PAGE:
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In the last few months, Matthew McConaughey has waxed poetic on podcasts by Russell Brand, Joe Rogan, Mikhaila Peterson and Gary Vaynerchuk. From these appearances, we can deduce that Matthew McConaughey is not in tune with the predominant leftist mentality in Hollywood.
In his recent appearance on the Russell Brand podcast, the actor, who won an Oscar for the Dallas Buyers Club in 2013 called the extreme left “patronizing” and “paternalistic” to those who did not think like them.
“There are many people on the extreme left who are absolutely condescending, paternalistic and arrogant towards the other 50%,” the actor said, in response to a comment from his interlocutor about how people in the entertainment industry condemned and criticized working class people who had voted for Donald Trump or supported the Brexit.
Matthew McConaughey said he felt more comfortable in the middle of both ends of the political spectrum. While this equidistant position might be considered diplomatic and safe, it is actually quite risky and unusual for a Hollywood industry figure, dominated by a growing leftist bias and under constant threat from the culture of cancellation for those who do not show total adherence to the extreme left’s postulates.
A few months earlier he had developed this same argument against the left in Joe Rogan’s podcast, when he asked about the treatment he received from his Hollywood colleagues for openly defining himself as a devout Christian.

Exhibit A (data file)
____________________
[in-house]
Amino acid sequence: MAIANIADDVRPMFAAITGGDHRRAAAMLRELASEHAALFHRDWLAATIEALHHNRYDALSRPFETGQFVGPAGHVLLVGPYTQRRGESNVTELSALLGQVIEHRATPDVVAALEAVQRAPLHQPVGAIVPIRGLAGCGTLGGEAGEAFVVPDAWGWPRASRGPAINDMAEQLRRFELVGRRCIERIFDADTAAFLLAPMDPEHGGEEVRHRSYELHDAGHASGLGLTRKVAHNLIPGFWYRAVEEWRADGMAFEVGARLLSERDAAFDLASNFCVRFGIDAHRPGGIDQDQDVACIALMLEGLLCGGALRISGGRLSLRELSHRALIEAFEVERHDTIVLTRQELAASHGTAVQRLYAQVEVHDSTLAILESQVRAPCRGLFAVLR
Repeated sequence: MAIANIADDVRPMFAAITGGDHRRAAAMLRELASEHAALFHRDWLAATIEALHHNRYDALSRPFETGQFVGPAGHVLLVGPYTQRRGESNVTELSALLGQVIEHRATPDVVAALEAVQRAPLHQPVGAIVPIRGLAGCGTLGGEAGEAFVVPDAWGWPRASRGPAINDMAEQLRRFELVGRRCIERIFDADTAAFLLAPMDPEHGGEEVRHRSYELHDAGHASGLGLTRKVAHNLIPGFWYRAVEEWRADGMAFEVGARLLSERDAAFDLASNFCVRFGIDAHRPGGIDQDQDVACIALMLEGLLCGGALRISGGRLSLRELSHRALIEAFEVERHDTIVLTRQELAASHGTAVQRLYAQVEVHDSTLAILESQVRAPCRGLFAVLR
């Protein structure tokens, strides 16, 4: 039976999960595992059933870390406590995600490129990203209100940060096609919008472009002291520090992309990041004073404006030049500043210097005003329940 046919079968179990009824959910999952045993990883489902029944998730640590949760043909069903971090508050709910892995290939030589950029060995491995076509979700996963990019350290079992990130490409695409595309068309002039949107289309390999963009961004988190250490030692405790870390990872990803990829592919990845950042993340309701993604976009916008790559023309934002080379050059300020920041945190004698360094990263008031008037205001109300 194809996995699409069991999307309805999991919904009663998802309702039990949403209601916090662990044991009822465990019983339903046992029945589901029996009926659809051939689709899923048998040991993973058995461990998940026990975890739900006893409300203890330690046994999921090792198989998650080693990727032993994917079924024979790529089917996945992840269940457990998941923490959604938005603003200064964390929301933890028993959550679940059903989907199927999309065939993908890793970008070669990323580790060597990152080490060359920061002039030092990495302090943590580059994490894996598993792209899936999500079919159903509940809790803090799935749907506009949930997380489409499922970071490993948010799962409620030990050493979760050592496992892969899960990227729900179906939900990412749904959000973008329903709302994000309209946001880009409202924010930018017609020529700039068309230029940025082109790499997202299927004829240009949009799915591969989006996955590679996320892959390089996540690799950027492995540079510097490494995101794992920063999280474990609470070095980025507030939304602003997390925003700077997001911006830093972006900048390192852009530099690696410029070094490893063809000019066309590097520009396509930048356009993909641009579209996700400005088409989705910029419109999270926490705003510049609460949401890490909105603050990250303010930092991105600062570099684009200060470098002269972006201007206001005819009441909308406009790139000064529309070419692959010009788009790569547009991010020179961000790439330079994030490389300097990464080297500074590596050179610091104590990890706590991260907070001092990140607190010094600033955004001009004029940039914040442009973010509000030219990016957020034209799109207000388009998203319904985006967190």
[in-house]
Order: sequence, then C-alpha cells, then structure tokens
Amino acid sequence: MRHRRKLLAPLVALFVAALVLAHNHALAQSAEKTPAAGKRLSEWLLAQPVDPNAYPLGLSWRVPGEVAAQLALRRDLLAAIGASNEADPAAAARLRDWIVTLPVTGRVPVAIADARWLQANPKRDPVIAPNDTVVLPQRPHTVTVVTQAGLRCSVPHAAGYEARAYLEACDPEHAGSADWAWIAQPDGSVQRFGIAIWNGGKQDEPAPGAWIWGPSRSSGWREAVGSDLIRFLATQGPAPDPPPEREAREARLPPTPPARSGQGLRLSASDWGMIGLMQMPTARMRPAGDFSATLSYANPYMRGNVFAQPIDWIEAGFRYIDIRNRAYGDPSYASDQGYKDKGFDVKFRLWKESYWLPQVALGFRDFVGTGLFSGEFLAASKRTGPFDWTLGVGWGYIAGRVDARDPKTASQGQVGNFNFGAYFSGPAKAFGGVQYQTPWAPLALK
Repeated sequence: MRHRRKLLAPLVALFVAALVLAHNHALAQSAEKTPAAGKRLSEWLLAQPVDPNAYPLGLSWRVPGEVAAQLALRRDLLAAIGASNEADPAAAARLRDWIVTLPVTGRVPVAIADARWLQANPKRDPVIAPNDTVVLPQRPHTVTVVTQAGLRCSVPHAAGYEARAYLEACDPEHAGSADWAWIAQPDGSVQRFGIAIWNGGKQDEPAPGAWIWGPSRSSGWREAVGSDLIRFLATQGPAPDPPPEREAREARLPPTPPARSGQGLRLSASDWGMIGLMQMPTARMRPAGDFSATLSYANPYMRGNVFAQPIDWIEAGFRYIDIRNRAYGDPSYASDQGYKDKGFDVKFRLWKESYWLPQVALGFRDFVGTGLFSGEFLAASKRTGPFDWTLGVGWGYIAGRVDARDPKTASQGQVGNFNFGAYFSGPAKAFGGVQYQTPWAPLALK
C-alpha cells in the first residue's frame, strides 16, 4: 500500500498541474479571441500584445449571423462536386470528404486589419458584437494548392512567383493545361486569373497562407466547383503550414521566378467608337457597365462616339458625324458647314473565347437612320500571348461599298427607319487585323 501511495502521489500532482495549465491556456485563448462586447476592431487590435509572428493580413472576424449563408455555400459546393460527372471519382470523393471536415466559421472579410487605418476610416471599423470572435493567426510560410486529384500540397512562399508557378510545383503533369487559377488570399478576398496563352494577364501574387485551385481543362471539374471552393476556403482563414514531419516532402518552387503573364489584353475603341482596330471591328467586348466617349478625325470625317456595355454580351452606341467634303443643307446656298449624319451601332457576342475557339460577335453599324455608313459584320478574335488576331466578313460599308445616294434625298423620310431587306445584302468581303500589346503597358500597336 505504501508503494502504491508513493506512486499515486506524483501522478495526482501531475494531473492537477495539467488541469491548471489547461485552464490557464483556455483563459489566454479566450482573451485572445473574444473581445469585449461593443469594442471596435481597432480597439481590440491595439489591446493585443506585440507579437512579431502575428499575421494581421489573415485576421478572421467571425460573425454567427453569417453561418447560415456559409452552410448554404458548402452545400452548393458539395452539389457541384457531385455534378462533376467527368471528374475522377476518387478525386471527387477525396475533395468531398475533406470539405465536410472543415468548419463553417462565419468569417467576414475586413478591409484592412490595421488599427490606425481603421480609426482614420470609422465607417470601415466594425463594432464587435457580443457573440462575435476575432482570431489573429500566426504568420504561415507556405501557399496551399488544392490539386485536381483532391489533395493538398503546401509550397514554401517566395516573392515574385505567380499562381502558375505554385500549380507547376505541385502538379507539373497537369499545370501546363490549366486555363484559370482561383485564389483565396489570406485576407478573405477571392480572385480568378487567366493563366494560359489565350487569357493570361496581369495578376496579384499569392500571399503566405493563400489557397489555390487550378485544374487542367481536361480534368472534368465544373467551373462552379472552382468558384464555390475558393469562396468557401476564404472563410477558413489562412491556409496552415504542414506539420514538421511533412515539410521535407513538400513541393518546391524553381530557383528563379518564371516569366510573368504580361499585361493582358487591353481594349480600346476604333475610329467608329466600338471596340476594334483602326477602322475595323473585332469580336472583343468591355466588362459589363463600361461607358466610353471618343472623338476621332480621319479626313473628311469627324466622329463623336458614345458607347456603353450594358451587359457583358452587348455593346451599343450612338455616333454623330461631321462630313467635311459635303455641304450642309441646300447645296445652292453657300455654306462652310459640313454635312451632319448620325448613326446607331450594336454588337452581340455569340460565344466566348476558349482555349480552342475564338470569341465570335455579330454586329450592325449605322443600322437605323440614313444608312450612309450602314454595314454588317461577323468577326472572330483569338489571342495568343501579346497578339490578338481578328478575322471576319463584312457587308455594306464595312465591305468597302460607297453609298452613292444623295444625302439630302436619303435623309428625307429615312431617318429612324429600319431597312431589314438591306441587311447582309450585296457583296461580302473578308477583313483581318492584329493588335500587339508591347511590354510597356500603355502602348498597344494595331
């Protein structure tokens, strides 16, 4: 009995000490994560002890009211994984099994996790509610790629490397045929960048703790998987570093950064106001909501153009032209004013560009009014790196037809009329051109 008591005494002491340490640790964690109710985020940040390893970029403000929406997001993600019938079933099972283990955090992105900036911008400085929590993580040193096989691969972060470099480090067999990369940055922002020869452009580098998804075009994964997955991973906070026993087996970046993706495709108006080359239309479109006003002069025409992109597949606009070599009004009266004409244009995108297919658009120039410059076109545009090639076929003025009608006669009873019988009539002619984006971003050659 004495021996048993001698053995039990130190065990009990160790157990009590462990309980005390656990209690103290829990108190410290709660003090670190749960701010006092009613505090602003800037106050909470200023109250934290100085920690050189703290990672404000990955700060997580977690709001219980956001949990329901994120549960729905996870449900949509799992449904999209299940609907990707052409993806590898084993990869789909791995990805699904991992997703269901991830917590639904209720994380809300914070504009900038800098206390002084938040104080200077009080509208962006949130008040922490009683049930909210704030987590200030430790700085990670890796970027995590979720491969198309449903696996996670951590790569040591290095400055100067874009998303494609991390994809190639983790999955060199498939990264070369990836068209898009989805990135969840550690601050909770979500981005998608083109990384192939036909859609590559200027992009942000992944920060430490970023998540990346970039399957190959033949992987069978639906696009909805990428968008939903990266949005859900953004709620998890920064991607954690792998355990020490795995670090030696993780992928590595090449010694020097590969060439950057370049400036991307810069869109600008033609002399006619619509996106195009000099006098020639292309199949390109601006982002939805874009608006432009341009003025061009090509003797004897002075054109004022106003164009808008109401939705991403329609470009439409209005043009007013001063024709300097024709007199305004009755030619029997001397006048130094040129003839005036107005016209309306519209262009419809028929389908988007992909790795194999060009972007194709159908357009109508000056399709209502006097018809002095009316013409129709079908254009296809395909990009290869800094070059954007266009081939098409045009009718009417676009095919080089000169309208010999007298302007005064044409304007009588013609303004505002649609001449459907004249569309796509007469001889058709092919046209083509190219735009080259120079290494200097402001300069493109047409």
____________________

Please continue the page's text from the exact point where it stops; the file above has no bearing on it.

“Some people in our industry, not all, but some, are so far to the left that they are patronizing and paternalistic about the fifty percent of the world that they need the empathy that Progressives have.”
Films by Matthew McConaughey with conservative and classic liberal values
Some of the best films in his filmography are considered reference works in classical liberal and conservative circles. In Free States of Jones (2016), a film about the Civil War, the Democratic Party is shown as openly racist and the Ku Klux Klan as the armed wing of this party, showing that they carried out electoral fraud to prevent blacks from voting for the Republican Party, which was the party that promised them their emancipation.
Dallas Buyers Club (2013), the film for which he won an Oscar and which consecrated him as a serious actor, is a veritable ode to the values of the free market, which is at the antipodes of the economic thinking prevailing in the current Democratic Party, devoted to the Green New Deal of the most left-wing wing.
Like the protagonist of the Dallas Buyers Club, in Gary Vaynerchuk’s podcast, Matthew McConaughey proved to be a fervent admirer and user of the tools provided by free market capitalism.
Matthew McConaughey and the values of capitalism
In it he explained how in 2009 his career seemed to be limited to playing the role of the handsome boy in romantic comedies in which he appeared shirtless showing off his pecs. Far from complaining about being objectified or content with making more money, he decided to think long term refusing to play these roles no matter for how many millions the checks were written for.
For 18 months, he didn’t accept any of these scripts, despite pressure from his representatives and his entourage that depended on his income. He did not walk around the television sets or the media pouring out political diatribes, but trusted his acting skills and worked hard to improve in his profession, to the point that he was willing to change careers if they no longer satisfied him.
Finally, he began to receive scripts with better characters and is now one of the most valued actors in the industry, having given a lesson in the workings of supply and demand to all those who confuse “capitalism” with “making and spending a lot of money.”